business, but with Screwfix already on their way, I think you may already have enough to worry about. In the UK, the ‘discounter’ or ‘variety’ store retailers have a long history, but for many years were seen simply as down-market operators, selling poor quality products to a cash-strapped segment of less-well-off consumers. Their credibility was poor and as a result, their growth was stunted. However, as in Ireland, the economic crash hit hard and consumers were forced to search for value, to seek out products and services they could afford.
As in Ireland, UK consumers have embraced the food discounters and according to Kantar Worldpanel, Aldi and Lidl now account for more than 13% of the UK grocery market and last year, a staggering two thirds of all UK households visited a discounter over the Christmas period. In general merchandise three retailers in particular; B&M Bargains, The Range and Home Bargains have established Discounters as a major force in UK retailing. They’ve focused on investing in their stores, they’ve improved their category management, product availability and begun stocking the well-known brands. This gave them much needed credibility and when combined with prices 20%-50% below the existing general merchandise or home improvement retailers, their growth accelerated. Today, the combined store estate of the six leading discounters in the UK (excluding Aldi and Lidl) stands at more than 3,000 outlets and in the last five years alone, almost 100 of these are stores have been acquired from closing B&Q and Homebase branches.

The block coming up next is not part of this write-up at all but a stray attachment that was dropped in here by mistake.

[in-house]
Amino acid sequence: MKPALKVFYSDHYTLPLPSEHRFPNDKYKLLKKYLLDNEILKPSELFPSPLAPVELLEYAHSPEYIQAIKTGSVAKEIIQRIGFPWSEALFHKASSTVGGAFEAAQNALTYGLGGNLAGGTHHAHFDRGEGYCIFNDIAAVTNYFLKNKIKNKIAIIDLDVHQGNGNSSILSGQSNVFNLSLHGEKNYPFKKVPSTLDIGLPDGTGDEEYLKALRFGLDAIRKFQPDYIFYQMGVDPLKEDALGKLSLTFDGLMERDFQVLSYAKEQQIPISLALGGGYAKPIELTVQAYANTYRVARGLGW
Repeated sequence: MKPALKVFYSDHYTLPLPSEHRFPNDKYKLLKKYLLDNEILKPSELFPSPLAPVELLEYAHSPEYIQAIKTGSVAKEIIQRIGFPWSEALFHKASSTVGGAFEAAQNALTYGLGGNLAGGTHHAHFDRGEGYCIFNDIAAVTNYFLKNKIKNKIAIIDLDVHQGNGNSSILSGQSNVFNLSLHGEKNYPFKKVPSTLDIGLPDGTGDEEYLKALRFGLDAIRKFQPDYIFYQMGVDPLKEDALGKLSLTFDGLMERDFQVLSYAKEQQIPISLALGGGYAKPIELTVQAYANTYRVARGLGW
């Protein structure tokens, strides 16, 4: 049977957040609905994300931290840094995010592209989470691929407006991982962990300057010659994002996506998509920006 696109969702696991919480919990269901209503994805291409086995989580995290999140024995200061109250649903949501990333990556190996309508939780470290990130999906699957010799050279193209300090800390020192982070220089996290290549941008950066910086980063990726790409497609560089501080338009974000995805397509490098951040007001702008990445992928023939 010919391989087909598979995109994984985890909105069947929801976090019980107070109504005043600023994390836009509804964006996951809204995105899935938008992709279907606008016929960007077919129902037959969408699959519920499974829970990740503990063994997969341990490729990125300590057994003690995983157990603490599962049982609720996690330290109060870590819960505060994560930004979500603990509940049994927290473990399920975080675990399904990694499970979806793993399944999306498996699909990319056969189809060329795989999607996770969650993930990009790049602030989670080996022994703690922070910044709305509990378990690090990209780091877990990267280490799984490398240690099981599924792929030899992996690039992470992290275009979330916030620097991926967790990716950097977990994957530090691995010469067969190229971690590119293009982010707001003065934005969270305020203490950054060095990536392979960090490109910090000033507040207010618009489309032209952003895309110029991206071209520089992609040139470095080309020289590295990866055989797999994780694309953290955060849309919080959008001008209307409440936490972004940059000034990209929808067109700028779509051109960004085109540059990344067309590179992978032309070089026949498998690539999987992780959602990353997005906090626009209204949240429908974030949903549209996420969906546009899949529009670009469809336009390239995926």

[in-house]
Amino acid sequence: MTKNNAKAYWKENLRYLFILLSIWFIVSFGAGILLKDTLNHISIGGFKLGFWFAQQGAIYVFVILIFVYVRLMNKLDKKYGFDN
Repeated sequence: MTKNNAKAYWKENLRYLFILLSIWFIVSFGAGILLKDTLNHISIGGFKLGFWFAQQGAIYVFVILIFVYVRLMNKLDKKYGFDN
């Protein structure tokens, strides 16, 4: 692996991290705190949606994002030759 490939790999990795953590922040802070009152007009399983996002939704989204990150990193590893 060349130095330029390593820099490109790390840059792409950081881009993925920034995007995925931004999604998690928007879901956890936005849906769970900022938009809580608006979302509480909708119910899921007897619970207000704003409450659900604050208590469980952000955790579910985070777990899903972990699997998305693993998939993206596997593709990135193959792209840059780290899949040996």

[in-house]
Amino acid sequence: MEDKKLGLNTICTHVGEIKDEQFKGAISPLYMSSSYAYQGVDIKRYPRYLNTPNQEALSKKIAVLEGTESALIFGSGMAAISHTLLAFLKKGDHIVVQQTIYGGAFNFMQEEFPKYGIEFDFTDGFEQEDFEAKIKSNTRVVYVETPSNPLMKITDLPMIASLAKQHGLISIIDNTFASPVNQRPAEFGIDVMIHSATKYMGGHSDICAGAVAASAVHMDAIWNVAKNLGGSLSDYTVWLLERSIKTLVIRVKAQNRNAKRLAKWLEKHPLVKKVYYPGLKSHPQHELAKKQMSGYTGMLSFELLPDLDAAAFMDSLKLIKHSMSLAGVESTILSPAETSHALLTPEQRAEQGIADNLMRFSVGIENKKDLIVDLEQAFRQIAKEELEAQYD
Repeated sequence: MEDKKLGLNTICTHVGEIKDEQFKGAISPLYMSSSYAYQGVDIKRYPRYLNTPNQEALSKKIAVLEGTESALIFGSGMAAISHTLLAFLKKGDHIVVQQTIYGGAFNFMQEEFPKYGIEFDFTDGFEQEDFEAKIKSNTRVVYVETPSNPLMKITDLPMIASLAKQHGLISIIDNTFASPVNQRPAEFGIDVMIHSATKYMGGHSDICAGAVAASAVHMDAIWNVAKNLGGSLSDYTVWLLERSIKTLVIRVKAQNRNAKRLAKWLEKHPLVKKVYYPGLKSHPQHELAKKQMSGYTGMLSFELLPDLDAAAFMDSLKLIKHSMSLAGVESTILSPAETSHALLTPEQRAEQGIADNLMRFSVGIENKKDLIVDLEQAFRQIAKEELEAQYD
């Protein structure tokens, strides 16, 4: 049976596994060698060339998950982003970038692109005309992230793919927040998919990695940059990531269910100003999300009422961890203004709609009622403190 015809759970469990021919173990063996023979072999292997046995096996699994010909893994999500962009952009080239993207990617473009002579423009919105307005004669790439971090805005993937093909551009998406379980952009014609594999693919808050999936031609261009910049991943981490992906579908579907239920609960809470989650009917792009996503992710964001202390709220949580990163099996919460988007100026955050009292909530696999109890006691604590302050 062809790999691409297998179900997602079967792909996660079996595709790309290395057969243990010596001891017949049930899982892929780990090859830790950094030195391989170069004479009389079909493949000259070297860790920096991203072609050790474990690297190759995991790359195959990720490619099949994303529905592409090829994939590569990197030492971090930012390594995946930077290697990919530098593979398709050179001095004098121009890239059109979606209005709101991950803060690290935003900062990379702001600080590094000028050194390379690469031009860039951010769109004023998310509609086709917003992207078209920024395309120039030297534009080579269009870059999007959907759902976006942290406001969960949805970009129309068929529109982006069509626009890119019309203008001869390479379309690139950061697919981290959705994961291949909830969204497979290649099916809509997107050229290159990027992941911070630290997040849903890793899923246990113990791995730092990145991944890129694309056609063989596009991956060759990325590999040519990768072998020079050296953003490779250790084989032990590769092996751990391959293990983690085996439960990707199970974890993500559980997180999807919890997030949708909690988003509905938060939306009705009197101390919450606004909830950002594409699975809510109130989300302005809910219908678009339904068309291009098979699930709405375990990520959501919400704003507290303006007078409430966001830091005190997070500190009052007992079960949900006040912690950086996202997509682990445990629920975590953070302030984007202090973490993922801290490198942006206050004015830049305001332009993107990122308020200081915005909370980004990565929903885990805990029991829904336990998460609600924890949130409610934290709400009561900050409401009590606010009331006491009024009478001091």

In Ireland, the situation is remarkably similar. A number of discounters have existed for many years, but it’s only since 2010 that the new breed of more credible, brand focused variety stores have appeared, selling well-known products to consumers at significant savings.